Former Clemson Tigers quarterback DJ Uiagalelei said in an interview on TheAthletic.com that he wanted out of a system run by Brandon Streeter, who was fired as the offensive coordinator in January, a month after Uiagalelei entered the NCAA transfer portal.
The California native who played three seasons at Clemson before leaving for Oregon State said this week that the Tigers “didn’t do much” schematically. And called the offense “very basic.”
Is any of that out of line? Weren’t those many of the same criticisms of Clemson’s offense lobbed by the fan base and the media during the last two years?
“It didn’t help me out as a quarterback and play to my strengths,” Uiagalelei said. “I wanted to go somewhere that would play to my strengths and go somewhere that would develop me for the NFL. Play-action, work under center, throw the ball deep.”
The Tigers went from one of the most prolific attacks in college football under Trevor Lawrence to below average in 2021 and barely above average in 2022.
Clemson missed the College Football Playoff both seasons, and people around Tiger Town were pissed. They wanted change. Some demanded it.
Clemson’s Dabo Swinney obliged, not because of outside criticism, but because the head coach himself thought the program needed a new voice and system. It’s why he fired Streeter hours before hiring former TCU offensive coordinator Garrett Riley, one of the most sought-after names in the country.
“We’ve been elite throwing and catching around here for a long time and the last two years, we haven’t been what we need to be,” Swinney said. “I think (Riley) can help us do that without sacrificing the run game.”
So why was Uiagalelei, a QB who represented the Tigers well off the field, so critical?
For starters, he isn’t saying anything that hasn’t already been said. It’s really not that controversial. But he’s also not accepting blame, at least in the article that was published. It doesn’t mean he didn’t in the interview. It doesn’t mean he did. Something else to keep in mind.
Facts, though, are facts. He struggled, completing just 55.6% of his passes in 2021 and 61.9% in 2022. He averaged under 7 yards per pass attempt each of those seasons as a starter and threw a combined 31 touchdowns to 17 interceptions. He averaged under 200 yards per game both years.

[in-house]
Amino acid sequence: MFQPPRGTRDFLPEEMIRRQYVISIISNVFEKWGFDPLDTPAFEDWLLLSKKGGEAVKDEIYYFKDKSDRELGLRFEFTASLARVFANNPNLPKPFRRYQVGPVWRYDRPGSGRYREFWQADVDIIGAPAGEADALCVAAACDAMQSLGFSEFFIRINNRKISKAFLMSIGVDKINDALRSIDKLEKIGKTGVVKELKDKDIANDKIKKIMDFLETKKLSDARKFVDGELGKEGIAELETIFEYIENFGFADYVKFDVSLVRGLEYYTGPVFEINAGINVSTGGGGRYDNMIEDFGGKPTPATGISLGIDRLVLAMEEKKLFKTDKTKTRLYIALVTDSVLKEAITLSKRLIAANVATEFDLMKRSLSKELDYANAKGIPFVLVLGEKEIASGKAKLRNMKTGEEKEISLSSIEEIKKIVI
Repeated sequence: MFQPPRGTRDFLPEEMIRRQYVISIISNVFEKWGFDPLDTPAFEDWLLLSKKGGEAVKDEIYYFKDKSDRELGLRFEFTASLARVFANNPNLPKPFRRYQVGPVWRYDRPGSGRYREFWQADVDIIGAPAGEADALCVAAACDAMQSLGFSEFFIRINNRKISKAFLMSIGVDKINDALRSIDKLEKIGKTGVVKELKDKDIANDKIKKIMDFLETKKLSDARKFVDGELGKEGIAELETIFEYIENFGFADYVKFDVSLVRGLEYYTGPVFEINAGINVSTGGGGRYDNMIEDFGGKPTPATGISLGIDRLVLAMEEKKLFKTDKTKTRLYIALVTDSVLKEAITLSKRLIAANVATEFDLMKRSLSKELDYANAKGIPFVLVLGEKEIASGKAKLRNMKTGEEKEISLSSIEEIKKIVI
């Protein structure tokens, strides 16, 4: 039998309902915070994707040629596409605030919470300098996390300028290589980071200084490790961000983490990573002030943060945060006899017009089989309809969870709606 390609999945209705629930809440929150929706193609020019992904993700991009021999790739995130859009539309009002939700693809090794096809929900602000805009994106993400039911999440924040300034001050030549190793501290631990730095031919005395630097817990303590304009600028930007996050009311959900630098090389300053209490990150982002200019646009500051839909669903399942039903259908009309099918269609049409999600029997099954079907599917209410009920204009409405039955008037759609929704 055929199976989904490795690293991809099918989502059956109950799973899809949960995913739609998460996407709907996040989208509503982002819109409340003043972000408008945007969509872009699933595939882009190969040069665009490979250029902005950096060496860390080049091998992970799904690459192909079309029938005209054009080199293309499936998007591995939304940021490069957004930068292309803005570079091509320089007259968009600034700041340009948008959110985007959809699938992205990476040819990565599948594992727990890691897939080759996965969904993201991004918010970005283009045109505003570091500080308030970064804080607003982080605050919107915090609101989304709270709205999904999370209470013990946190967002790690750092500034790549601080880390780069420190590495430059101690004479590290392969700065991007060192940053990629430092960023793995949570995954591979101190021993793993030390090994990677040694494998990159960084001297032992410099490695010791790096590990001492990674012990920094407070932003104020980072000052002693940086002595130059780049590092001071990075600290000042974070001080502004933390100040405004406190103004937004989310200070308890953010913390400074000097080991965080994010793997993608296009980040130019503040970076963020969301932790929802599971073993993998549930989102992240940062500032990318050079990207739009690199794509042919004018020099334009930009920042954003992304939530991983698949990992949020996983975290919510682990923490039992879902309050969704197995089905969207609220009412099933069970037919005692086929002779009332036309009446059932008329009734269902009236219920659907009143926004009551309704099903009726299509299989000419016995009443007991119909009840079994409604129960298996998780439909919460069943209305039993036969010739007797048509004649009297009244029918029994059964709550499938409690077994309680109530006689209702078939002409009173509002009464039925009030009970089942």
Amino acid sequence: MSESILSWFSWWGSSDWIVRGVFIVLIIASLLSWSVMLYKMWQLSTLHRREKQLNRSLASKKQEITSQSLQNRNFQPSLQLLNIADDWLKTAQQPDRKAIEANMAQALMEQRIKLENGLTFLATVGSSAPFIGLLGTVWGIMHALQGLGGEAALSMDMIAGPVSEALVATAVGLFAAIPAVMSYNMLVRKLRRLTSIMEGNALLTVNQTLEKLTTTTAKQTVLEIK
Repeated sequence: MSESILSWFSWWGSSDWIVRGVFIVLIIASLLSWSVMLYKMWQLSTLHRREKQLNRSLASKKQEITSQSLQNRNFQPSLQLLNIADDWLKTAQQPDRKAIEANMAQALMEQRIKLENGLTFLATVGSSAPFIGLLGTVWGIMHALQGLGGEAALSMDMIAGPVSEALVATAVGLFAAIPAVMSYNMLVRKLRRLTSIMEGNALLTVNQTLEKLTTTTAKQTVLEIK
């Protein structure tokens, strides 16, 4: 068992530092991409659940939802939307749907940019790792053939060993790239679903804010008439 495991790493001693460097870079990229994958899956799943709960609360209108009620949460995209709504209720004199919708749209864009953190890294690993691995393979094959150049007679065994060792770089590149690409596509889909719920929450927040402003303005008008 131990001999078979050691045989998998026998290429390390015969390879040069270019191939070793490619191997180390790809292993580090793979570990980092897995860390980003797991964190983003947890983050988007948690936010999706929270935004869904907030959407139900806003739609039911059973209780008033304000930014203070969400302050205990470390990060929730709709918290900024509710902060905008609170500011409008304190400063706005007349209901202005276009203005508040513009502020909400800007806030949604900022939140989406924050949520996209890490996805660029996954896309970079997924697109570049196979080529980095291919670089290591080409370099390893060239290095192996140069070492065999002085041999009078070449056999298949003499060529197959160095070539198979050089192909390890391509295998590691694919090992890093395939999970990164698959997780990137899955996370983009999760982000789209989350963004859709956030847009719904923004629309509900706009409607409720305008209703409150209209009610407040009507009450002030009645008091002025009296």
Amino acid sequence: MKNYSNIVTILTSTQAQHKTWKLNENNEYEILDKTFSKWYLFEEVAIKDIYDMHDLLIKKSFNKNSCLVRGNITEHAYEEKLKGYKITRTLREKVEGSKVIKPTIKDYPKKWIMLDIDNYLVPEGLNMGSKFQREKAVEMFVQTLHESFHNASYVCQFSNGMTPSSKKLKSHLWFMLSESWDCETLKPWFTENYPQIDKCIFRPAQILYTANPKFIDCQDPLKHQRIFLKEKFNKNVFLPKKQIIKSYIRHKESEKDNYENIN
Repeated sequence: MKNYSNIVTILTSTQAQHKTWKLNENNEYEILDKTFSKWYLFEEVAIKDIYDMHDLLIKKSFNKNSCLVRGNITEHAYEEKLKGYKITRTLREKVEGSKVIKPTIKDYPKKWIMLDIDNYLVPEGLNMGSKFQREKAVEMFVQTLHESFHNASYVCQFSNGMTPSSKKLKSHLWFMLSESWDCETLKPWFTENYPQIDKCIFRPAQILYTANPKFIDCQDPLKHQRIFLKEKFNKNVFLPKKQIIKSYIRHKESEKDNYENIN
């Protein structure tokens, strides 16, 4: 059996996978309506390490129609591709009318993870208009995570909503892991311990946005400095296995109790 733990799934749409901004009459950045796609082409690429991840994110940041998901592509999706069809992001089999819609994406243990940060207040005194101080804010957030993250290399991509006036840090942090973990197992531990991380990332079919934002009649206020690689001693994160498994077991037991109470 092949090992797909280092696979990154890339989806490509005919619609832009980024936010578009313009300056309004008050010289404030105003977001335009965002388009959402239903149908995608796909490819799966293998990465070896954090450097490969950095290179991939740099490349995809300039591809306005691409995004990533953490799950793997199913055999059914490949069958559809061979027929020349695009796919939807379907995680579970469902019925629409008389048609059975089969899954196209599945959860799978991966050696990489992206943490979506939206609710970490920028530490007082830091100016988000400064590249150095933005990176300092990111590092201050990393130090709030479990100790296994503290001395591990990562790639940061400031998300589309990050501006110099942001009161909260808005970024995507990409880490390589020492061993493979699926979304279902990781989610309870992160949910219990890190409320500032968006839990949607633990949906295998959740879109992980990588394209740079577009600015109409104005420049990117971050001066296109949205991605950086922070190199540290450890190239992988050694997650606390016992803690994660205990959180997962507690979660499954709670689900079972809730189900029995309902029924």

Uiagalelei, though, didn’t have some of the receiver talent Clemson’s possessed in the past, and his 2021 offensive line was brutal at times and ravaged by injuries.
Secondly, Uiagalelei, who fell on the sword many times in postgame interviews even when a poor offensive performance wasn’t entirely his fault, is trying to rebuild his image.
He’s fighting for a starting job at Oregon State. He’s trying to endear himself to a new fan base, and hopefully reignite his NFL draft stock at some point in his college career.
Passing the buck isn’t always well received, but it’s sometimes necessary.
Does Uiagalelei deserve some blame for Clemson’s struggles over the last two years? Absolutely. He wasn’t good enough at times, scheme or not.
But did he play in an offense that suited him or did he have ideal weapons around him? Not really on both accounts.
Yes, the coaches stood up for him at every turn. He then says they didn’t trust him at times last season.
“You can feel that too as a player,” Uiagalelei said. “You know sometimes how they call plays, like calling plays scared, timid. Not opening it up 100 percent because they don’t trust the quarterback. I felt that definitely at times.”
He may be right, and there were plenty of instances where neither the ones calling the plays nor the ones executing them were on the same page.
Uiagalelei was benched for freshman Cade Klubnik, the starter for 2023, during the ACC Championship Game. The writing was on the wall after the junior went 2-for-5 passing for 10 yards on the first two drives.
Uiagalelei needed a fresh start. Clemson needed a fresh start. Both got it. The criticized offensive system is no longer in place.
It’s easy to see why some fans would be offended by the former quarterback’s criticism or lack of perceived self-awareness.
It’s also not hard to see what he’s trying to accomplish as the former 5-star prospect aims to change everything everyone has said about him the last two years.
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